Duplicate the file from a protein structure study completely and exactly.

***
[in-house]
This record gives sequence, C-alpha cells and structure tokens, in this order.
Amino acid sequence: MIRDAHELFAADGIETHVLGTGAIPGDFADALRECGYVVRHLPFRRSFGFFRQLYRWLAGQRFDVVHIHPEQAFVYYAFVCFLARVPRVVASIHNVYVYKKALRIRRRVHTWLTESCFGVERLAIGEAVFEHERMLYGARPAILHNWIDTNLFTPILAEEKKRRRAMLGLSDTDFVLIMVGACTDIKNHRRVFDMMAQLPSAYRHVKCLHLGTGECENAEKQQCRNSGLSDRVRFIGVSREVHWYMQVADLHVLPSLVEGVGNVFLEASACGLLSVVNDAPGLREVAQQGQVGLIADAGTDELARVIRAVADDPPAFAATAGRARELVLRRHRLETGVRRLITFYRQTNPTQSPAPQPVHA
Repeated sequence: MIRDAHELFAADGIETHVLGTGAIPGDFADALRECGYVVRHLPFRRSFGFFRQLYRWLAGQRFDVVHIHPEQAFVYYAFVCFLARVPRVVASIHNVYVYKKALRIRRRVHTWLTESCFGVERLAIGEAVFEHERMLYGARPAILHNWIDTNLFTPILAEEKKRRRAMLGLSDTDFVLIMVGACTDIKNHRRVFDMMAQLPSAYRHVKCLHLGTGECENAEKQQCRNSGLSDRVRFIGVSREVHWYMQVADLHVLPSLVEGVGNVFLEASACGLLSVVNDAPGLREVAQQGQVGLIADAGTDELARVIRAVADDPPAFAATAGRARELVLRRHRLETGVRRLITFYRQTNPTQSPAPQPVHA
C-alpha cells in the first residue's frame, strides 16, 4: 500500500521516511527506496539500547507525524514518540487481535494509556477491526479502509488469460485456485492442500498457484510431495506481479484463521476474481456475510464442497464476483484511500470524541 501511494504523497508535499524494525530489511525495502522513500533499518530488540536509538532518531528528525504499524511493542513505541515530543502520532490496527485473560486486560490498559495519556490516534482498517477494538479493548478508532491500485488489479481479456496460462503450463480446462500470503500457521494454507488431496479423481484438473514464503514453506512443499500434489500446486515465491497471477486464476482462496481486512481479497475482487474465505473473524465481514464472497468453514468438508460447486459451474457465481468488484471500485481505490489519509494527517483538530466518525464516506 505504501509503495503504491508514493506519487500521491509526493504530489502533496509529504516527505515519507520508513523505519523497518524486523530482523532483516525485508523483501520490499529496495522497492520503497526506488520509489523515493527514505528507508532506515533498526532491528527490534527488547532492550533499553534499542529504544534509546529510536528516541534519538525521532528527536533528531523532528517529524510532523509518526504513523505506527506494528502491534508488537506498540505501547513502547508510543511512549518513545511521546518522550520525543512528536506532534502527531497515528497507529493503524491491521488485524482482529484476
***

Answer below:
[in-house]
This record gives sequence, C-alpha cells and structure tokens, in this order.
Amino acid sequence: MIRDAHELFAADGIETHVLGTGAIPGDFADALRECGYVVRHLPFRRSFGFFRQLYRWLAGQRFDVVHIHPEQAFVYYAFVCFLARVPRVVASIHNVYVYKKALRIRRRVHTWLTESCFGVERLAIGEAVFEHERMLYGARPAILHNWIDTNLFTPILAEEKKRRRAMLGLSDTDFVLIMVGACTDIKNHRRVFDMMAQLPSAYRHVKCLHLGTGECENAEKQQCRNSGLSDRVRFIGVSREVHWYMQVADLHVLPSLVEGVGNVFLEASACGLLSVVNDAPGLREVAQQGQVGLIADAGTDELARVIRAVADDPPAFAATAGRARELVLRRHRLETGVRRLITFYRQTNPTQSPAPQPVHA
Repeated sequence: MIRDAHELFAADGIETHVLGTGAIPGDFADALRECGYVVRHLPFRRSFGFFRQLYRWLAGQRFDVVHIHPEQAFVYYAFVCFLARVPRVVASIHNVYVYKKALRIRRRVHTWLTESCFGVERLAIGEAVFEHERMLYGARPAILHNWIDTNLFTPILAEEKKRRRAMLGLSDTDFVLIMVGACTDIKNHRRVFDMMAQLPSAYRHVKCLHLGTGECENAEKQQCRNSGLSDRVRFIGVSREVHWYMQVADLHVLPSLVEGVGNVFLEASACGLLSVVNDAPGLREVAQQGQVGLIADAGTDELARVIRAVADDPPAFAATAGRARELVLRRHRLETGVRRLITFYRQTNPTQSPAPQPVHA
C-alpha cells in the first residue's frame, strides 16, 4: 500500500521516511527506496539500547507525524514518540487481535494509556477491526479502509488469460485456485492442500498457484510431495506481479484463521476474481456475510464442497464476483484511500470524541 501511494504523497508535499524494525530489511525495502522513500533499518530488540536509538532518531528528525504499524511493542513505541515530543502520532490496527485473560486486560490498559495519556490516534482498517477494538479493548478508532491500485488489479481479456496460462503450463480446462500470503500457521494454507488431496479423481484438473514464503514453506512443499500434489500446486515465491497471477486464476482462496481486512481479497475482487474465505473473524465481514464472497468453514468438508460447486459451474457465481468488484471500485481505490489519509494527517483538530466518525464516506 505504501509503495503504491508514493506519487500521491509526493504530489502533496509529504516527505515519507520508513523505519523497518524486523530482523532483516525485508523483501520490499529496495522497492520503497526506488520509489523515493527514505528507508532506515533498526532491528527490534527488547532492550533499553534499542529504544534509546529510536528516541534519538525521532528527536533528531523532528517529524510532523509518526504513523505506527506494528502491534508488537506498540505501547513502547508510543511512549518513545511521546518522550520525543512528536506532534502527531497515528497507529493503524491491521488485524482482529484476